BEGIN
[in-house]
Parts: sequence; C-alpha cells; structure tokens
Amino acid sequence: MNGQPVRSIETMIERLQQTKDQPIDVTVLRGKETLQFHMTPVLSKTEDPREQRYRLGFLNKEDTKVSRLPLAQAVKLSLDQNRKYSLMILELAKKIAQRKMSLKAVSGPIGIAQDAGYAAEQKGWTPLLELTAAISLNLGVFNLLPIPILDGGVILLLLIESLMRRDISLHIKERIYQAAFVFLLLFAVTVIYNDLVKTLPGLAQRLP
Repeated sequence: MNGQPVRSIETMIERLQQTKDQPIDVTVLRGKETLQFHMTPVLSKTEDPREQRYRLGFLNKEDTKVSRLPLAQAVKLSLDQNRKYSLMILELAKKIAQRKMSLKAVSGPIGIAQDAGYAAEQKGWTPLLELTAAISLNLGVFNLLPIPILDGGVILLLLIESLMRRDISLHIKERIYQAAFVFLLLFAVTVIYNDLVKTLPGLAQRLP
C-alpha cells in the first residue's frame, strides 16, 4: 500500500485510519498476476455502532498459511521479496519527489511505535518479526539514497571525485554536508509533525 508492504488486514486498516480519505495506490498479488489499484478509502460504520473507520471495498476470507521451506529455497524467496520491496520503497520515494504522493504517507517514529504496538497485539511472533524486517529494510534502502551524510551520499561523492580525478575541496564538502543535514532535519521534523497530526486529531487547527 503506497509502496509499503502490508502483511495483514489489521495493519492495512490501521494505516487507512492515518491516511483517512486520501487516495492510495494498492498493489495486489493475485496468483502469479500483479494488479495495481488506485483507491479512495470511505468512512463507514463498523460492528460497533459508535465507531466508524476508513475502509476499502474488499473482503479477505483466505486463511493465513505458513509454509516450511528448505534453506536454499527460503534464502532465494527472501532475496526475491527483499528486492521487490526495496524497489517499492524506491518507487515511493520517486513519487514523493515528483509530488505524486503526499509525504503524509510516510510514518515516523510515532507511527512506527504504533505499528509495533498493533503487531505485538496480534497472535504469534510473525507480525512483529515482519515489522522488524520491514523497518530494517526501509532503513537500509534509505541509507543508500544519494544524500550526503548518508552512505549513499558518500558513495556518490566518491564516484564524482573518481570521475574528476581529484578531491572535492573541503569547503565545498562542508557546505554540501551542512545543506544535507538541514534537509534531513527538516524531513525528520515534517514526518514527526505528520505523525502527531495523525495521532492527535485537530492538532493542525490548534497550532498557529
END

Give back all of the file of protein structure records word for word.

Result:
[in-house]
Parts: sequence; C-alpha cells; structure tokens
Amino acid sequence: MNGQPVRSIETMIERLQQTKDQPIDVTVLRGKETLQFHMTPVLSKTEDPREQRYRLGFLNKEDTKVSRLPLAQAVKLSLDQNRKYSLMILELAKKIAQRKMSLKAVSGPIGIAQDAGYAAEQKGWTPLLELTAAISLNLGVFNLLPIPILDGGVILLLLIESLMRRDISLHIKERIYQAAFVFLLLFAVTVIYNDLVKTLPGLAQRLP
Repeated sequence: MNGQPVRSIETMIERLQQTKDQPIDVTVLRGKETLQFHMTPVLSKTEDPREQRYRLGFLNKEDTKVSRLPLAQAVKLSLDQNRKYSLMILELAKKIAQRKMSLKAVSGPIGIAQDAGYAAEQKGWTPLLELTAAISLNLGVFNLLPIPILDGGVILLLLIESLMRRDISLHIKERIYQAAFVFLLLFAVTVIYNDLVKTLPGLAQRLP
C-alpha cells in the first residue's frame, strides 16, 4: 500500500485510519498476476455502532498459511521479496519527489511505535518479526539514497571525485554536508509533525 508492504488486514486498516480519505495506490498479488489499484478509502460504520473507520471495498476470507521451506529455497524467496520491496520503497520515494504522493504517507517514529504496538497485539511472533524486517529494510534502502551524510551520499561523492580525478575541496564538502543535514532535519521534523497530526486529531487547527 503506497509502496509499503502490508502483511495483514489489521495493519492495512490501521494505516487507512492515518491516511483517512486520501487516495492510495494498492498493489495486489493475485496468483502469479500483479494488479495495481488506485483507491479512495470511505468512512463507514463498523460492528460497533459508535465507531466508524476508513475502509476499502474488499473482503479477505483466505486463511493465513505458513509454509516450511528448505534453506536454499527460503534464502532465494527472501532475496526475491527483499528486492521487490526495496524497489517499492524506491518507487515511493520517486513519487514523493515528483509530488505524486503526499509525504503524509510516510510514518515516523510515532507511527512506527504504533505499528509495533498493533503487531505485538496480534497472535504469534510473525507480525512483529515482519515489522522488524520491514523497518530494517526501509532503513537500509534509505541509507543508500544519494544524500550526503548518508552512505549513499558518500558513495556518490566518491564516484564524482573518481570521475574528476581529484578531491572535492573541503569547503565545498562542508557546505554540501551542512545543506544535507538541514534537509534531513527538516524531513525528520515534517514526518514527526505528520505523525502527531495523525495521532492527535485537530492538532493542525490548534497550532498557529